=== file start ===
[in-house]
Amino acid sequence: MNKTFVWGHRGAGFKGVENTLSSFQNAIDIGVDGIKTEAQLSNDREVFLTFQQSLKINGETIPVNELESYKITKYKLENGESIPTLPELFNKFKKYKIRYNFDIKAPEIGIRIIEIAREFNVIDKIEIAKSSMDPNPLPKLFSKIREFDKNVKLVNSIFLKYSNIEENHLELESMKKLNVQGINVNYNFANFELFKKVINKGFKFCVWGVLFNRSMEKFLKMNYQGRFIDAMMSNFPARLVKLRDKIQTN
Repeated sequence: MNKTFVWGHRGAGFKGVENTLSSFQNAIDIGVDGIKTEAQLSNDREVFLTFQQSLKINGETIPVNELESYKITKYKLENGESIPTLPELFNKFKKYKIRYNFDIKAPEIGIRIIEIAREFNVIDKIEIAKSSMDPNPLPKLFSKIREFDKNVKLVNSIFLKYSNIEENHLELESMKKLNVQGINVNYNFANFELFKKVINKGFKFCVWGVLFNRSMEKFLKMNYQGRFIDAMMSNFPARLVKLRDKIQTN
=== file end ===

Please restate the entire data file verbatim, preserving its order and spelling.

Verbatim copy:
[in-house]
Amino acid sequence: MNKTFVWGHRGAGFKGVENTLSSFQNAIDIGVDGIKTEAQLSNDREVFLTFQQSLKINGETIPVNELESYKITKYKLENGESIPTLPELFNKFKKYKIRYNFDIKAPEIGIRIIEIAREFNVIDKIEIAKSSMDPNPLPKLFSKIREFDKNVKLVNSIFLKYSNIEENHLELESMKKLNVQGINVNYNFANFELFKKVINKGFKFCVWGVLFNRSMEKFLKMNYQGRFIDAMMSNFPARLVKLRDKIQTN
Repeated sequence: MNKTFVWGHRGAGFKGVENTLSSFQNAIDIGVDGIKTEAQLSNDREVFLTFQQSLKINGETIPVNELESYKITKYKLENGESIPTLPELFNKFKKYKIRYNFDIKAPEIGIRIIEIAREFNVIDKIEIAKSSMDPNPLPKLFSKIREFDKNVKLVNSIFLKYSNIEENHLELESMKKLNVQGINVNYNFANFELFKKVINKGFKFCVWGVLFNRSMEKFLKMNYQGRFIDAMMSNFPARLVKLRDKIQTN